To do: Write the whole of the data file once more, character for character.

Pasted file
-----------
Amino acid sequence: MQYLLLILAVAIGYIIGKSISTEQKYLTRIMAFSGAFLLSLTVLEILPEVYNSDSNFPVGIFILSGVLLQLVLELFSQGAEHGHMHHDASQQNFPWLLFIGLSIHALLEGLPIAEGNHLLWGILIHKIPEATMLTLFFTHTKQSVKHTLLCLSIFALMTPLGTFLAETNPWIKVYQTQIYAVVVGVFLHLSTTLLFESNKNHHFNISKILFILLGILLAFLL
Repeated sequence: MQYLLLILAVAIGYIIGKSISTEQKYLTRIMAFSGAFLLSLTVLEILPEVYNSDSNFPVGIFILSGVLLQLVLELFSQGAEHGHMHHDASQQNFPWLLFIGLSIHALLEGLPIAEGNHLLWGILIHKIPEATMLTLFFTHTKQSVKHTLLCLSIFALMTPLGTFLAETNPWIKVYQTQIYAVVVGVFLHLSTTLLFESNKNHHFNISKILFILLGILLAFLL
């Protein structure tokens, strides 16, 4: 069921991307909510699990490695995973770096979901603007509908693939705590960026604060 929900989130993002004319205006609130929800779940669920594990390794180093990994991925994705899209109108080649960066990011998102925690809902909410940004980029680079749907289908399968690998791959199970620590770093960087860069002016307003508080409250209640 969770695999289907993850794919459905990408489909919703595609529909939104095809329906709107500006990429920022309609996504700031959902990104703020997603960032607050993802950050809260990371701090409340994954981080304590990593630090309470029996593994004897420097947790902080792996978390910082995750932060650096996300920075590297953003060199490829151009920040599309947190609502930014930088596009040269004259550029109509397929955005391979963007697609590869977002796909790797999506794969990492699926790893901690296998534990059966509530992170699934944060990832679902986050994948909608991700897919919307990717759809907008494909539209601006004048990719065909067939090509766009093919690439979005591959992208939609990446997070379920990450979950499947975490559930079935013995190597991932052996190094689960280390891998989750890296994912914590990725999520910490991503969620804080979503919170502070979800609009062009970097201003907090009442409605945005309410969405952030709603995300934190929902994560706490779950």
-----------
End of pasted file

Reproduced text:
Amino acid sequence: MQYLLLILAVAIGYIIGKSISTEQKYLTRIMAFSGAFLLSLTVLEILPEVYNSDSNFPVGIFILSGVLLQLVLELFSQGAEHGHMHHDASQQNFPWLLFIGLSIHALLEGLPIAEGNHLLWGILIHKIPEATMLTLFFTHTKQSVKHTLLCLSIFALMTPLGTFLAETNPWIKVYQTQIYAVVVGVFLHLSTTLLFESNKNHHFNISKILFILLGILLAFLL
Repeated sequence: MQYLLLILAVAIGYIIGKSISTEQKYLTRIMAFSGAFLLSLTVLEILPEVYNSDSNFPVGIFILSGVLLQLVLELFSQGAEHGHMHHDASQQNFPWLLFIGLSIHALLEGLPIAEGNHLLWGILIHKIPEATMLTLFFTHTKQSVKHTLLCLSIFALMTPLGTFLAETNPWIKVYQTQIYAVVVGVFLHLSTTLLFESNKNHHFNISKILFILLGILLAFLL
């Protein structure tokens, strides 16, 4: 069921991307909510699990490695995973770096979901603007509908693939705590960026604060 929900989130993002004319205006609130929800779940669920594990390794180093990994991925994705899209109108080649960066990011998102925690809902909410940004980029680079749907289908399968690998791959199970620590770093960087860069002016307003508080409250209640 969770695999289907993850794919459905990408489909919703595609529909939104095809329906709107500006990429920022309609996504700031959902990104703020997603960032607050993802950050809260990371701090409340994954981080304590990593630090309470029996593994004897420097947790902080792996978390910082995750932060650096996300920075590297953003060199490829151009920040599309947190609502930014930088596009040269004259550029109509397929955005391979963007697609590869977002796909790797999506794969990492699926790893901690296998534990059966509530992170699934944060990832679902986050994948909608991700897919919307990717759809907008494909539209601006004048990719065909067939090509766009093919690439979005591959992208939609990446997070379920990450979950499947975490559930079935013995190597991932052996190094689960280390891998989750890296994912914590990725999520910490991503969620804080979503919170502070979800609009062009970097201003907090009442409605945005309410969405952030709603995300934190929902994560706490779950």